Here's a list of current BIC contract vehicles:
- 8(a) STARS III
- Alliant 2
- NASA SEWP
- VETS 2
- CIO-SP4 (awaiting awards)
Parts of the Multiple Award Schedule (MAS) Program are also considered Best-In-Class such as the MAS Information Technology Category. The upcoming Services MAC or OASIS+ is set to replace the OASIS contract vehicle and will support GSA's Office of Professional Services and Human Capital (PSHC).
Benefits for Contractors Using a BIC Contract Vehicle
Many contractors like to diversify their contract portfolio in order to increase the number of selling avenues they have and to become a more well-rounded and secure government contractor. For instance, a company that has just one vehicle could be heavily impacted if the market for that product or service withers away. On the other hand, a company with multiple vehicles will have security in their sales, even if one industry tapers off.
Just like contract diversification supports getting a BIC, so does track record. Having a BIC on your list of contracts proves that your company is a viable option, and that it has experience working with a genuine contract vehicle. This could make you stand out to future clients when attempting to onboard.
Benefits for Agencies Using a BIC Contract Vehicle
Agencies will see two specific benefits in using a BIC contract vehicle. First, by narrowing the scope to a select few pre-vetted contract vehicles, agencies will save hours researching to find what they’re looking for. Because of this, they can spend more time looking into the details of BIC contract vehicles.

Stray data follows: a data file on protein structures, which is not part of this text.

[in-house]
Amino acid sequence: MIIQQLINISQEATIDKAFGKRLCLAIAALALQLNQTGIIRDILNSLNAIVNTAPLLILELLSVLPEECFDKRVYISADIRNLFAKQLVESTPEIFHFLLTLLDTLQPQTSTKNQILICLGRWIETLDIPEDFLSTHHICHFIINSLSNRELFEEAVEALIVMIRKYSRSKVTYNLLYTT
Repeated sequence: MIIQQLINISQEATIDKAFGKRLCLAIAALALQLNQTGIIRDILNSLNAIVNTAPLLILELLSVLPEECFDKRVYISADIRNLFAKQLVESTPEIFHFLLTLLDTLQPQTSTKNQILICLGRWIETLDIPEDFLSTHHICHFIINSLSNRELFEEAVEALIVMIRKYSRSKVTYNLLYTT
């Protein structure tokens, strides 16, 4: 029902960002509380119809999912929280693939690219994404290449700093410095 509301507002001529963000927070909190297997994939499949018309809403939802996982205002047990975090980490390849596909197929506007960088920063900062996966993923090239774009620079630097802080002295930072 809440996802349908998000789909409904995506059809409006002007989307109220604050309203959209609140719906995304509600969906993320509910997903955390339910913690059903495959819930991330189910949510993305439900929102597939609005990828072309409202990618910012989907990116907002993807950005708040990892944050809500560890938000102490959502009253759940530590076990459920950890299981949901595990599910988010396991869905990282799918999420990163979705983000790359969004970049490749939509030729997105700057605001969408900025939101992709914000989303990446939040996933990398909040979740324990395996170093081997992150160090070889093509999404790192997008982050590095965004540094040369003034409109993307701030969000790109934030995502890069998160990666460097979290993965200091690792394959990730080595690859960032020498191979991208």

Having a BIC contract also supports a strong market. While there is no one hundred percent guarantee that a contract deal will succeed, market trends do support growth with BICs. With a trustworthy agency like OMB looking out for agencies’ best interests, there is safety in choosing to use a BIC contract vehicle.
Taking Advantage of Government Contracting Opportunities
Getting on a GSA Schedule is just the first step to winning government business. Unfortunately, most contractors cannot passively sit back and watch the orders flow in by the thousands. A successful GSA contractor is proactive about marketing their solutions as well as searching for relevant contracting opportunities. Fortunately, GSA has several tools available for you to take advantage of and sell your solutions or bid on contracts, such as GSA Advantage! or GSA eBuy.
If you have questions about how you can search for contracting opportunities or make sure your GSA Schedule is updated and prepared for competition, feel free to contact one of our experienced consultants. For more information on how to go after contracting opportunities, check out our webinar below.
About Stephanie Hagan
Stephanie Hagan is the Content Writer and Digital Editor for Winvale where she helps the marketing department continue to develop and distribute GSA and government contracting content. Stephanie grew up in Sarasota, Florida, and earned her Bachelor's of Arts in Journalism and Rhetoric/Communications from the University of Richmond.